Michael Oakeshott is usually described as a conservative thinker. According to Perry Anderson, his work influenced John Major’s style of politics; he named him in the London Review of Books in 1992 as one of four ‘outstanding European theorists of the intransigent Right’. Luke O’Sullivan, who edited this collection of notebooks, has often said that he considers such descriptions limiting. O’Sullivan is clearly enthusiastic about Oakeshott’s work and strove to enable these notebooks, spanning a period of over sixty years, to be published.
For those interested in Oakeshott, this book will be valuable. As O’Sullivan tells us in the introduction, the philosopher frequently mentioned the notebooks and kept each series of them in a numbered sequence. As such, they were probably meant to be published, or at least pored over by students and followers. The book’s layout is clear, with each notebook presented separately and each note numbered. These can range from one line to a couple of pages in length. The book offers an interesting corollary to the thinker’s published work, giving us a ‘behind the scenes’ glimpse into his mind.
O’Sullivan’s introduction gives us an idea of how useful and sometimes surprising these notebooks are. For instance, while Michael Oakeshott’s published work discussed Hobbes a lot, using his ideas to build a theory of the state, the notebooks refer little to him. O’Sullivan explains that Oakeshott probably used loose papers and annotated the books he was working on. Conversely, the notebooks demonstrate that their writer had an interest in Nietzsche, interest which is not mirrored in his published work.
This hardback is obviously aimed at admirers of Oakeshott’s work, and for them the book will be of definite interest. Now what of those who don’t know or like him? For many such readers, the first hurdle would be getting over the instantly repelling title of ‘conservative thinker.’ Curiosity may compel readers to pick up the book, as well as an urge to reach out beyond one’s political views and be as widely read as possible. And the notebooks are a pleasant and informative read. Oakeshott taught at the LSE for nearly twenty years and has much of interest to say on the subject of philosophy, history, politics, literature and art.
This can lead to surprisingly different takes. From Oakeshott’s point of view, Voltaire as historian was prejudiced in his view of the church, a ‘“barbarous” absolutism.’ The common stance is usually to applaud Voltaire’s clear-headed dislike for what was then a repressive institution.
Similarly, a one-liner goes: ‘Hardy clearly preferred his women dead.’ The double-take occasioned by such comments can be refreshing, the equivalent for the brain of swapping Pilates for yoga and stretching one’s muscles in an unexpected and slightly painful new direction.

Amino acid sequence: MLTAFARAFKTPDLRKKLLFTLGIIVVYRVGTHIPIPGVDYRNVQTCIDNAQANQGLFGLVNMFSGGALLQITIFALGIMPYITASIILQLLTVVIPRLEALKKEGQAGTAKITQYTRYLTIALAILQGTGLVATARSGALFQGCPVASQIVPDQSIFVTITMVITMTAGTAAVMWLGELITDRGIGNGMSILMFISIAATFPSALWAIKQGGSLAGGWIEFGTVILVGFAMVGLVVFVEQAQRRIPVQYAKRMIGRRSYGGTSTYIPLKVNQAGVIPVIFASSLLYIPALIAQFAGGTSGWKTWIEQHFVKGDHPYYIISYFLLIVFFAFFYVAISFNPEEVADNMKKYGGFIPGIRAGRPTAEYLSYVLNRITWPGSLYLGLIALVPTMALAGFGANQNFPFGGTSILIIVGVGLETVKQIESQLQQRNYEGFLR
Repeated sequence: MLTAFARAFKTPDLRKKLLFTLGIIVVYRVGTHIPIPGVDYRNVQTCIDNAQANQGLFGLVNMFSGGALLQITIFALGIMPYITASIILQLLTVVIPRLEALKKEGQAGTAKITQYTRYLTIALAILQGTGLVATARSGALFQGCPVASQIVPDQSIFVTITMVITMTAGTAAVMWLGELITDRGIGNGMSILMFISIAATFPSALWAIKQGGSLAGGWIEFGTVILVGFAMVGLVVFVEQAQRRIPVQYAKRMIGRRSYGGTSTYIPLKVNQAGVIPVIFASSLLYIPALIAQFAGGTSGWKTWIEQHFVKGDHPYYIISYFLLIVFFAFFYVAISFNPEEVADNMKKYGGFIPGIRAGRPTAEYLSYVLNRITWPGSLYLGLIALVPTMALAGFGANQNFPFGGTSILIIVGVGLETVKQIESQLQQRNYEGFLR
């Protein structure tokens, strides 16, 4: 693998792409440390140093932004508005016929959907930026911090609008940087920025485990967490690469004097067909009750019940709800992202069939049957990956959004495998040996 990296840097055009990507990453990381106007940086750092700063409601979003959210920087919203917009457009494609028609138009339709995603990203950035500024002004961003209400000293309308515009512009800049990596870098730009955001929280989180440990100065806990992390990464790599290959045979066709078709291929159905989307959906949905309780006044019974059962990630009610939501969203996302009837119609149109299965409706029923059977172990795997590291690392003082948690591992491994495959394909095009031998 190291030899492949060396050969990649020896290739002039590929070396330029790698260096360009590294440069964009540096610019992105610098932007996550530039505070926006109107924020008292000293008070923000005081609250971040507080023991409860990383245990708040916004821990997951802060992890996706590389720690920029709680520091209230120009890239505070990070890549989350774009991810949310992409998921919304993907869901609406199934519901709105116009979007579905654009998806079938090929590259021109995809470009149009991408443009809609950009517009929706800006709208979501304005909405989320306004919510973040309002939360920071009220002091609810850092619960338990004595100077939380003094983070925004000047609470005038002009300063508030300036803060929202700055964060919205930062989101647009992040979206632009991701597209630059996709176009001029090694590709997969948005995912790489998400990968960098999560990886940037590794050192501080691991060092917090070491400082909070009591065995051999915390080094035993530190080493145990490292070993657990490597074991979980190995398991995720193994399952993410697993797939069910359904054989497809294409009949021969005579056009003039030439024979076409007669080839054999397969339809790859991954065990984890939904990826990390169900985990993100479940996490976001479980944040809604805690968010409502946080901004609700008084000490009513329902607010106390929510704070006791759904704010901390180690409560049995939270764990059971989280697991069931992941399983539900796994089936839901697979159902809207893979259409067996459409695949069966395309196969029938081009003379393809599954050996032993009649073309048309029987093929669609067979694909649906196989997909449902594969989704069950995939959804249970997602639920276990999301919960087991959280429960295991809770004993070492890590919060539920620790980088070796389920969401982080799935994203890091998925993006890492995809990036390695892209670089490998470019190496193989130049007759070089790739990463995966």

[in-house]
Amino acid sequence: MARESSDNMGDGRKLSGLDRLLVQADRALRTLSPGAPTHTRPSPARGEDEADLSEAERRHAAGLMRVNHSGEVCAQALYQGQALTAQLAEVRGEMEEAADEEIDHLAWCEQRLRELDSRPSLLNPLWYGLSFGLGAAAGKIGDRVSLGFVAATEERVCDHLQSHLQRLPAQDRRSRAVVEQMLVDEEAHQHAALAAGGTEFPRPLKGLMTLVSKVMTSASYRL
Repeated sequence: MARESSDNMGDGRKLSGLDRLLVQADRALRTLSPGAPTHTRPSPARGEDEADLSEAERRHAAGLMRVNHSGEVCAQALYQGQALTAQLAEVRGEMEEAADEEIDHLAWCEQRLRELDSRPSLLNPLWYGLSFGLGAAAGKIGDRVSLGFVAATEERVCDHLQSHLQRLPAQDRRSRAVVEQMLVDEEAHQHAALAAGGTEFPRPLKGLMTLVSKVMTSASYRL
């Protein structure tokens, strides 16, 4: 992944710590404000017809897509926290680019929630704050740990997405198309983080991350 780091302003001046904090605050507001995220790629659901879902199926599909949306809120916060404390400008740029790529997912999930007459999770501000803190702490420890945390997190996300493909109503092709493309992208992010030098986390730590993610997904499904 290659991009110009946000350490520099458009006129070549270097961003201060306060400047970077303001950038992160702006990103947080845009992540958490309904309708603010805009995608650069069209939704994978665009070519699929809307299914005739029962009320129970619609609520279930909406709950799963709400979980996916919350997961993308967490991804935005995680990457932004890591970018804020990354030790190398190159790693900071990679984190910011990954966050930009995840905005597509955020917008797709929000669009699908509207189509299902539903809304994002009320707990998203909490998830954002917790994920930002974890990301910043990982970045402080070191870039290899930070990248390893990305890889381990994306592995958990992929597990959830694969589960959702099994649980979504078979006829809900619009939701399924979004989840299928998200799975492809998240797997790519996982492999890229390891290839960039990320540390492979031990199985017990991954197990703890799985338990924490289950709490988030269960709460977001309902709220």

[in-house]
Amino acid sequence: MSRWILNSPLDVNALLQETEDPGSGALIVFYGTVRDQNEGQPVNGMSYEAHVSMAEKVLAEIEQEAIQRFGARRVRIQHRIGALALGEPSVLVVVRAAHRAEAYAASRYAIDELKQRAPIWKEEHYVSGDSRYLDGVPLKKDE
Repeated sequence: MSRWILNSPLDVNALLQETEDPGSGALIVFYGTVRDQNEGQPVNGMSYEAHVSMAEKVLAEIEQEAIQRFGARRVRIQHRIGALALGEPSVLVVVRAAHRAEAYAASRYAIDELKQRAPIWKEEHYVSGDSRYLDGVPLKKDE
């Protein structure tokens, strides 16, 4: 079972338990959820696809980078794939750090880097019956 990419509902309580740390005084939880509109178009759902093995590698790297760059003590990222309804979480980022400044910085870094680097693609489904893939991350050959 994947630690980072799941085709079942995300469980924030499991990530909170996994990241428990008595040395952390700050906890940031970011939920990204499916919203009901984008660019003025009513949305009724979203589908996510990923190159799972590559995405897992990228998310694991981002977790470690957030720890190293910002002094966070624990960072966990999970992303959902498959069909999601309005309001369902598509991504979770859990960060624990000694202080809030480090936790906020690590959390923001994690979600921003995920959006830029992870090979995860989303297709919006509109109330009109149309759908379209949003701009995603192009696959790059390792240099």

Intriguing too are the ‘Belle Dame’ notebooks. In them, a young Oakeshott speaks of women he is in love with and discusses the various aspects of love and attraction. In October 1931, we find an elegant description of post-coital gloom: after an encounter in London with a woman called Elizabeth, he laments ‘the inherent impossibility of satisfaction, the impossibility of penetrating another self, & the foolishness & the misery of attempting.’
Oakeshott was a prolific creator of aphorisms and there are many here that will entertain and inform. Some offer us witty perspectives on the philosopher’s role: ‘It is the fortune of the philosopher to be an outcast, useless to men of business and troublesome to those of pleasure.’ Others are simply beautiful: ‘Decadence, Venice as it is now, is not a defect, it is the fruit of which power & glory were only the flower.’ Yet others, like the stark ‘The woman whom love & youth have deserted takes offence at everything’ will shock by their narrow-mindedness.
Religion is a recurrent theme. Oakeshott takes a sometimes dispassionate view yet lauds the importance of religion in society. He compares primitive Christianity with the times he is living in and its different beliefs. There is often a functional edge to his notes on religion’s role and in notebook 10 he reflects on Kant’s and Schleiermacher’s thought about religion, concluding with Durkheim for whom ‘society is the primary object of religious devotion.’ In notebook 15, he says: ‘God is not a being or a person, it is a way of thinking about human life.’
Oakeshott himself comes across as iconoclastic and his writing is stylish. One to buy for those who can afford it. For the others, it is well worth borrowing.